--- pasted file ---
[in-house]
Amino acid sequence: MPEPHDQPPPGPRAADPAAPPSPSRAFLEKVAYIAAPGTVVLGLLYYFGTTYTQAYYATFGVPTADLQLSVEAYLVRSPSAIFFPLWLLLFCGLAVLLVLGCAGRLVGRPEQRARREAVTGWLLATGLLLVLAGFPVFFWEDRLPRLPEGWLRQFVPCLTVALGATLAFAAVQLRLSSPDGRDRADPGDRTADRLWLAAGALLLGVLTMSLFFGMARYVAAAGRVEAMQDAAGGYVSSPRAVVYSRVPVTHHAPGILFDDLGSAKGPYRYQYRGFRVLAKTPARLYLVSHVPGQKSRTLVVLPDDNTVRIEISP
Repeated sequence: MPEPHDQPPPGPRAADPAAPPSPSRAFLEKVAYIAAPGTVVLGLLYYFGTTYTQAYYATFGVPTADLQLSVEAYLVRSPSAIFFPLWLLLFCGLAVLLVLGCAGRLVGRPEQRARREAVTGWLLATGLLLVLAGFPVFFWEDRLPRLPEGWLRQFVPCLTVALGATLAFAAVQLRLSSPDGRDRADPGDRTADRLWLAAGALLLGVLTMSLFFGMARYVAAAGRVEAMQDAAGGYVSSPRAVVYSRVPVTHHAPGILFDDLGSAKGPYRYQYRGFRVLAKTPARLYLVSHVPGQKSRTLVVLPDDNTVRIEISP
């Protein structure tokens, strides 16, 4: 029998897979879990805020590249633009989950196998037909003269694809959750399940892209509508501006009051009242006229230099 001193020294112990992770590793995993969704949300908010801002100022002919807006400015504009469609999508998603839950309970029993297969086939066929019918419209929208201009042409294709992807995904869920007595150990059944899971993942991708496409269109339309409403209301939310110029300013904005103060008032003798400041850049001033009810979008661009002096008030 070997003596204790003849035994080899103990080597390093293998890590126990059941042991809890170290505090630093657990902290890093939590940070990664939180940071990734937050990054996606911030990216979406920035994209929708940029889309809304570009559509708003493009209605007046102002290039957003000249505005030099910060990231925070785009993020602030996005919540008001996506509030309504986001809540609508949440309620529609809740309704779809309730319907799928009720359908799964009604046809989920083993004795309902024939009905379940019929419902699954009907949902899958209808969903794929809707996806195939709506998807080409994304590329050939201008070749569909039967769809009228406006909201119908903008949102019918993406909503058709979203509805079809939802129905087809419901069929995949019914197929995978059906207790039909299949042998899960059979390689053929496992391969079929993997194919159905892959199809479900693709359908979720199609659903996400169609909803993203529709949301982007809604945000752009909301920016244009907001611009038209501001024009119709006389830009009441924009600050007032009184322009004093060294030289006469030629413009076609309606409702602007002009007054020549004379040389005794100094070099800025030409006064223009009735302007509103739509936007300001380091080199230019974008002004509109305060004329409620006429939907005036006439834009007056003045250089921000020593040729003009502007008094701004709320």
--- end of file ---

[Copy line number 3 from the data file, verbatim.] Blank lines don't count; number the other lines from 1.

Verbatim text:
Repeated sequence: MPEPHDQPPPGPRAADPAAPPSPSRAFLEKVAYIAAPGTVVLGLLYYFGTTYTQAYYATFGVPTADLQLSVEAYLVRSPSAIFFPLWLLLFCGLAVLLVLGCAGRLVGRPEQRARREAVTGWLLATGLLLVLAGFPVFFWEDRLPRLPEGWLRQFVPCLTVALGATLAFAAVQLRLSSPDGRDRADPGDRTADRLWLAAGALLLGVLTMSLFFGMARYVAAAGRVEAMQDAAGGYVSSPRAVVYSRVPVTHHAPGILFDDLGSAKGPYRYQYRGFRVLAKTPARLYLVSHVPGQKSRTLVVLPDDNTVRIEISP